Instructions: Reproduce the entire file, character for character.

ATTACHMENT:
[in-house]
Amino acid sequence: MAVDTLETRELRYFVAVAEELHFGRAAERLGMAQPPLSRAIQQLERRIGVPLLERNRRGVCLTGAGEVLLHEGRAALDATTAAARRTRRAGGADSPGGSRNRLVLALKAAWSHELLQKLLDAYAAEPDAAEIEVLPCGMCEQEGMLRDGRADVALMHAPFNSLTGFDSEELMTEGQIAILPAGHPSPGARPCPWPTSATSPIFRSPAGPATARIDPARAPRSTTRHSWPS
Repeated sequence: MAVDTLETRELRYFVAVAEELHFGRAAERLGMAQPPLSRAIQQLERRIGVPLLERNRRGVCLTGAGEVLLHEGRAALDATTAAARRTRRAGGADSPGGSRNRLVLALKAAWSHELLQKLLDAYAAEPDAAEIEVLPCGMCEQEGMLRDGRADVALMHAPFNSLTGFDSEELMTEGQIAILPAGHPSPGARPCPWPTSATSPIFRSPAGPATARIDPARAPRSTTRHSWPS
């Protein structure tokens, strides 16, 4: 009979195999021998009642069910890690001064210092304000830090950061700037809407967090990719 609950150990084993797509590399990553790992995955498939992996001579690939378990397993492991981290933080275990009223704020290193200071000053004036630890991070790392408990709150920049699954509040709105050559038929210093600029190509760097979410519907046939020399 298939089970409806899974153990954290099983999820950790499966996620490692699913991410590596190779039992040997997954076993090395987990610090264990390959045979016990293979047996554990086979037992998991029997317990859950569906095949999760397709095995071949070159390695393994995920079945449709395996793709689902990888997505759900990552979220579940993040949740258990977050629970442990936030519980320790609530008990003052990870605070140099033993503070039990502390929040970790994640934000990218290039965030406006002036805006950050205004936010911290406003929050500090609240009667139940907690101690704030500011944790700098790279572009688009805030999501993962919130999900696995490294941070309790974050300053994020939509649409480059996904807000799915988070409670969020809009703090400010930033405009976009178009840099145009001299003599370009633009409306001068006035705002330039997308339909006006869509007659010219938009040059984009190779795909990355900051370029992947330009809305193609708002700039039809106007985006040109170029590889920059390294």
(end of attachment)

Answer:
[in-house]
Amino acid sequence: MAVDTLETRELRYFVAVAEELHFGRAAERLGMAQPPLSRAIQQLERRIGVPLLERNRRGVCLTGAGEVLLHEGRAALDATTAAARRTRRAGGADSPGGSRNRLVLALKAAWSHELLQKLLDAYAAEPDAAEIEVLPCGMCEQEGMLRDGRADVALMHAPFNSLTGFDSEELMTEGQIAILPAGHPSPGARPCPWPTSATSPIFRSPAGPATARIDPARAPRSTTRHSWPS
Repeated sequence: MAVDTLETRELRYFVAVAEELHFGRAAERLGMAQPPLSRAIQQLERRIGVPLLERNRRGVCLTGAGEVLLHEGRAALDATTAAARRTRRAGGADSPGGSRNRLVLALKAAWSHELLQKLLDAYAAEPDAAEIEVLPCGMCEQEGMLRDGRADVALMHAPFNSLTGFDSEELMTEGQIAILPAGHPSPGARPCPWPTSATSPIFRSPAGPATARIDPARAPRSTTRHSWPS
């Protein structure tokens, strides 16, 4: 009979195999021998009642069910890690001064210092304000830090950061700037809407967090990719 609950150990084993797509590399990553790992995955498939992996001579690939378990397993492991981290933080275990009223704020290193200071000053004036630890991070790392408990709150920049699954509040709105050559038929210093600029190509760097979410519907046939020399 298939089970409806899974153990954290099983999820950790499966996620490692699913991410590596190779039992040997997954076993090395987990610090264990390959045979016990293979047996554990086979037992998991029997317990859950569906095949999760397709095995071949070159390695393994995920079945449709395996793709689902990888997505759900990552979220579940993040949740258990977050629970442990936030519980320790609530008990003052990870605070140099033993503070039990502390929040970790994640934000990218290039965030406006002036805006950050205004936010911290406003929050500090609240009667139940907690101690704030500011944790700098790279572009688009805030999501993962919130999900696995490294941070309790974050300053994020939509649409480059996904807000799915988070409670969020809009703090400010930033405009976009178009840099145009001299003599370009633009409306001068006035705002330039997308339909006006869509007659010219938009040059984009190779795909990355900051370029992947330009809305193609708002700039039809106007985006040109170029590889920059390294």